Figure 3: Average percent of Absorbance 450 nm for trial #1. (a) 24-hr old biofilms were treated with test agents or DMSO control with additional BHI. After a 24 hr incubation, XTT was added to the wells, allowed to incubate, and read with a plate reader at Ab450. Data represent the averages and standard error of two plates with four replicates per plate. (b) 24-hr old biofilms were treated with test agents or DMSO control with additional saline. After a 24 hr incubation, XTT was added to the wells, allowed to incubate, and read with a plate reader at Ab450. Data represent the averages and standard error of two plates with four replicates per plate. BHI versus saline (P < 0.05). 1% cinnamon oil versus negative (no test addition) and positive (calcium hydroxide) controls (P < 0.05). 1% cinnamon oil combined with calcium hydroxide (P > 0.05).

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Figure 4: Average percent of Absorbance 450 nm for trial #2. (a) 24-hr old biofilms were treated with test agents or DMSO control with additional BHI. After a 24 hr incubation, XTT was added to the wells, allowed to incubate, and read with a plate reader at Ab450. Data represent the averages and standard error of six technical replicates per plate. (b) 24-hr old biofilms were treated with test agents or DMSO control with additional saline. After a 24 hr incubation, XTT was added to the wells, allowed to incubate, and read with a plate reader at Ab450. Data represent the averages and standard error of six technical replicates per plate. BHI versus saline (P < 0.05). 1% cinnamon or ginger oil versus negative (no test addition) and positive (calcium hydroxide) controls (P < 0.05). 1% cinnamon oil versus 1% cinnamon oil combined with calcium hydroxide (P > 0.05)

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Figure 5: Average percent of Absorbance 450 nm for trial #3. (a) 24-hr old biofilms were treated with test agents or DMSO control with additional BHI. After a 24 hr incubation, XTT was added to the wells, allowed to incubate, and read with a plate reader at Ab450. Data represent the averages and standard error of six technical replicates per plate. (b) 24-hr old biofilms were treated with test agents or DMSO control with additional saline. After a 24 hr incubation, XTT was added to the wells, allowed to incubate, and read with a plate reader at Ab450. Data represent the averages and standard error of six technical replicates per plate. BHI versus saline (P < 0.05). 1% cinnamon oil versus negative (no test addition) and positive (calcium hydroxide) controls (P < 0.05). 1% cinnamon oil combined with calcium hydroxide (P > 0.05)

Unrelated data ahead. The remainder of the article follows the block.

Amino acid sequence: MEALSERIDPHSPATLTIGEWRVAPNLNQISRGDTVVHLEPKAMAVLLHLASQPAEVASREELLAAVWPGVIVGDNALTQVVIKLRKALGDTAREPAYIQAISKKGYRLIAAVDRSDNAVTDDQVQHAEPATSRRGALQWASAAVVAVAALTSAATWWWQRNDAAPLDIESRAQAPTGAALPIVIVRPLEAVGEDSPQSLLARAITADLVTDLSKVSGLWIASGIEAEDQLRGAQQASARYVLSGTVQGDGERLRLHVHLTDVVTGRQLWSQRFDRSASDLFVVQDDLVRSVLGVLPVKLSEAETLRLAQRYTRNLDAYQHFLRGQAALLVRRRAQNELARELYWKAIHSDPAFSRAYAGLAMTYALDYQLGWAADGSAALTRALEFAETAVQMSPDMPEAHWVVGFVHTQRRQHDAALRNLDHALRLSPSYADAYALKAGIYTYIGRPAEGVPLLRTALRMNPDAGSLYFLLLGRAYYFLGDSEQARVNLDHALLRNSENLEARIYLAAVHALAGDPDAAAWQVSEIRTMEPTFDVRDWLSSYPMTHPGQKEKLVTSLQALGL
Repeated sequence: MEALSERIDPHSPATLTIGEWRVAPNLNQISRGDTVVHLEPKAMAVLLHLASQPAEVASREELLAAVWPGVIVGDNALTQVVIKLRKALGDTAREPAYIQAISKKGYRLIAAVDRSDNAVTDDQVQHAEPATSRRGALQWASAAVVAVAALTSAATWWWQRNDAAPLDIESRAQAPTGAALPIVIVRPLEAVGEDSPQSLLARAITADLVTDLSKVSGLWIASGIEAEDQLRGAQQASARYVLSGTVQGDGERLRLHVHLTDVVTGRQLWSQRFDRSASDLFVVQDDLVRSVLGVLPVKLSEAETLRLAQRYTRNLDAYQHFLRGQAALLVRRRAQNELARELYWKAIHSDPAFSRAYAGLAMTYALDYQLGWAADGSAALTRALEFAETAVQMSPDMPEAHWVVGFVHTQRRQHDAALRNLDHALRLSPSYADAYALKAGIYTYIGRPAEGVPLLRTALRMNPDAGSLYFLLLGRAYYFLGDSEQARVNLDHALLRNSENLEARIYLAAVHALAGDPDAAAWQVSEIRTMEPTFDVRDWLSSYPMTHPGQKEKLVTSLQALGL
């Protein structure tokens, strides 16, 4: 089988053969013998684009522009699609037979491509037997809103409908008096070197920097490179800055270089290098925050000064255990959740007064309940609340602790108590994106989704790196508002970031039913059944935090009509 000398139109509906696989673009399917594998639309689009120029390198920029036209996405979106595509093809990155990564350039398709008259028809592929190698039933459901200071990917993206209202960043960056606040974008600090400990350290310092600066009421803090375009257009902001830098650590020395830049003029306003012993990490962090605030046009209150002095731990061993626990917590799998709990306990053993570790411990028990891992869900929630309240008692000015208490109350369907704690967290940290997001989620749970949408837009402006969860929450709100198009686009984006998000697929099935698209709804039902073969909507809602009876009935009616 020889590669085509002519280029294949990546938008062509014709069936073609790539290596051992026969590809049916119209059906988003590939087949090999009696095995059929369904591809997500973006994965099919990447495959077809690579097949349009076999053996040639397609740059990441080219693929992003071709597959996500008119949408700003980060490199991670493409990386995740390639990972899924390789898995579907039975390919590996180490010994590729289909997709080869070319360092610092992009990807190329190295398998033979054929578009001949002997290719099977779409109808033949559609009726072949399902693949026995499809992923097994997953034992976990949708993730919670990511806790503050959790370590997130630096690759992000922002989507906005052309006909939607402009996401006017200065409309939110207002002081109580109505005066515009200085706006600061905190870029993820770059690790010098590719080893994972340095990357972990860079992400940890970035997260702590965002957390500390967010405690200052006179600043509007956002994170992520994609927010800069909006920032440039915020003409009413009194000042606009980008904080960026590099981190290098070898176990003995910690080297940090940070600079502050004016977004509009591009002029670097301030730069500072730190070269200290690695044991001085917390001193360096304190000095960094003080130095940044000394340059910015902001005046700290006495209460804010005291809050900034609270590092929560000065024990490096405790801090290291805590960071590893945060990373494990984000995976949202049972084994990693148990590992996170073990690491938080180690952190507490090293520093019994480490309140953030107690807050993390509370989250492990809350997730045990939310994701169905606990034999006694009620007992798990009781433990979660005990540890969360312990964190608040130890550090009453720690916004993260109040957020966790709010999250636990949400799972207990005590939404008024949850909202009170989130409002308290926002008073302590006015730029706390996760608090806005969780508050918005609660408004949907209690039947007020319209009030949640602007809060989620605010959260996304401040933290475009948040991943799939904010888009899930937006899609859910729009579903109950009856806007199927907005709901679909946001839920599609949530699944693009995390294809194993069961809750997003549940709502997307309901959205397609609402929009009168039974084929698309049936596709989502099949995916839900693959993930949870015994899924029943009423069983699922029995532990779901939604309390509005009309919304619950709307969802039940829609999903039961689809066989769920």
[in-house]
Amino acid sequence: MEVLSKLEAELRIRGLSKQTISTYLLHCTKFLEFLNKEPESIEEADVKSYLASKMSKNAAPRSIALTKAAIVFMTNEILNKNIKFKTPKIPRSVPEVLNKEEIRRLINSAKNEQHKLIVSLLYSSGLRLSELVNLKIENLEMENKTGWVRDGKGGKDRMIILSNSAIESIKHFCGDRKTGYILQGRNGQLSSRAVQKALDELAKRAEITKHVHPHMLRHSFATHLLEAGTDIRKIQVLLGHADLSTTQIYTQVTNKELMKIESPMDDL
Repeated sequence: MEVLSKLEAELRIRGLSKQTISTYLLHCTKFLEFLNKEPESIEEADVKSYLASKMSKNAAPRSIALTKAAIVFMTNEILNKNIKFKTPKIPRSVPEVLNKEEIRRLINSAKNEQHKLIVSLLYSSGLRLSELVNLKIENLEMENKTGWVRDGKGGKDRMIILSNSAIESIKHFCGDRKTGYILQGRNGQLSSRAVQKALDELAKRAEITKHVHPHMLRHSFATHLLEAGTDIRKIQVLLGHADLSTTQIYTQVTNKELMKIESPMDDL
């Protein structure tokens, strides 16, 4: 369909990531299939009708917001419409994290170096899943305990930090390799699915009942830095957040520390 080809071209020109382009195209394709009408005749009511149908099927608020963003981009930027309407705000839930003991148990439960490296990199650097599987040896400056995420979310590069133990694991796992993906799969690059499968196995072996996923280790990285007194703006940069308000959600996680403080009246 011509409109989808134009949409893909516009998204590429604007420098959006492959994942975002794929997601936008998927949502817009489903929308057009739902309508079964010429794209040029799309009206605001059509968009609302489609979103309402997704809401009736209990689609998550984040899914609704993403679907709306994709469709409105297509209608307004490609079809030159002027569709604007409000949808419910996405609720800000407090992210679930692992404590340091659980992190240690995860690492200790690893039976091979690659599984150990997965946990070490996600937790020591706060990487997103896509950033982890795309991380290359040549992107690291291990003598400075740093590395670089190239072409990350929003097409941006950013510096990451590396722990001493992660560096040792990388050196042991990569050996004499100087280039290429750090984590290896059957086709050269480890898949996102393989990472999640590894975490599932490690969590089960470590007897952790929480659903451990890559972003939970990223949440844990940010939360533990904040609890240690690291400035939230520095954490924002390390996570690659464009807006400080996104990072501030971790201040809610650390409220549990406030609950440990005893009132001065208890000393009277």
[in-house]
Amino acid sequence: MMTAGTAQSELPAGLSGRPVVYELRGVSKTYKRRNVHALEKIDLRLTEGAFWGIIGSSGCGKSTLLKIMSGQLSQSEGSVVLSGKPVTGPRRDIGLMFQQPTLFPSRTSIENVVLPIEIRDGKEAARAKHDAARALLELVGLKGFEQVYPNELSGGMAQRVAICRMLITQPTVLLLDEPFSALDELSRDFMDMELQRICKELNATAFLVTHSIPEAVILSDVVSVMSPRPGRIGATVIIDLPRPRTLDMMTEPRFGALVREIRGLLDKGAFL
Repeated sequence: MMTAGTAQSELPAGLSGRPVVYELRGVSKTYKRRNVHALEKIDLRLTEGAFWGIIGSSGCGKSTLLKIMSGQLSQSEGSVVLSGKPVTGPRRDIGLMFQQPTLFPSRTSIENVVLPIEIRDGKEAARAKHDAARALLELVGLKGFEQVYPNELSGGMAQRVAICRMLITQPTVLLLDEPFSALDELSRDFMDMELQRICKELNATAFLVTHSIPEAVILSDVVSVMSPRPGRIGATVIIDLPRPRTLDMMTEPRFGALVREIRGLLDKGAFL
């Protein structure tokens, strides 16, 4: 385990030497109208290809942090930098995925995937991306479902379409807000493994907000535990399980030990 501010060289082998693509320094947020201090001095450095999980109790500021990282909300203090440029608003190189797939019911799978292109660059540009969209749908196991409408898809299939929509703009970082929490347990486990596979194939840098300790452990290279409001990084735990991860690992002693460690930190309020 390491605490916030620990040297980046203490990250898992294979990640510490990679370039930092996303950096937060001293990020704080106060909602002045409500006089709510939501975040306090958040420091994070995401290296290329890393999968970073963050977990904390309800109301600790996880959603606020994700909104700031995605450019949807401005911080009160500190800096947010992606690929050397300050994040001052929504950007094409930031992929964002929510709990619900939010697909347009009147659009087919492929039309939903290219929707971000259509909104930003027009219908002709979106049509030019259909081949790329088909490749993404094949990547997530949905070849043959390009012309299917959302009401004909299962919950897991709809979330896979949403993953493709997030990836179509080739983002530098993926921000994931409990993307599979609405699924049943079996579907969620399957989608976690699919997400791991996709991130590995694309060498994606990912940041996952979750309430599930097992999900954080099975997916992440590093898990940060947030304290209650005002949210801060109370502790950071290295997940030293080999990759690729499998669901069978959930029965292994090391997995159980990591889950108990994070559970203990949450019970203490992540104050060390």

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Antimicrobial potential of cinnamon

Cinnamon oil was tested upon in all three trials [Figure 3], [Figure 4], [Figure 5]. A significant difference was detected with the presence of cinnamon alone when compared to negative (no addition to BHI or saline conditions) and positive control (Ca[OH]2) groups (P < 0.05). No significant difference was found between cinnamon alone and cinnamon with Ca(OH)2 within both BHI and saline conditions (P > 0.05).

Antimicrobial potential of ginger

Ginger oil was tested in one trial [Figure 4], it was observed that its oil preparation did not disperse within the wells. Ginger showed a significant difference when compared to the “no addition” control in both BHI and saline conditions.

Antimicrobial potential of positive control: Calcium hydroxide

Among all three trials, the highest biofilm reduction values of Ca(OH)2 were 88.1% and 10.7% in saline and BHI conditions, respectively. The combination of Ca(OH)2 with cinnamon oil revealed 86.5% and 73.9% reduction in biofilm in saline and BHI conditions, respectively. These results may suggest an indifferent relationship between cinnamon oil and Ca(OH)2 in the presence of saline but a synergistic effect in BHI conditions. However, the combination of ginger oil and Ca(OH)2 revealed a higher reduction of 91.6% in saline conditions but no reduction in the presence of BHI.

Brain–heart infusion versus saline conditions

A significant difference was found between BHI and saline conditions in which greater biofilm reduction was found in saline environments for both oil types (P < 0.05).


  Discussion Top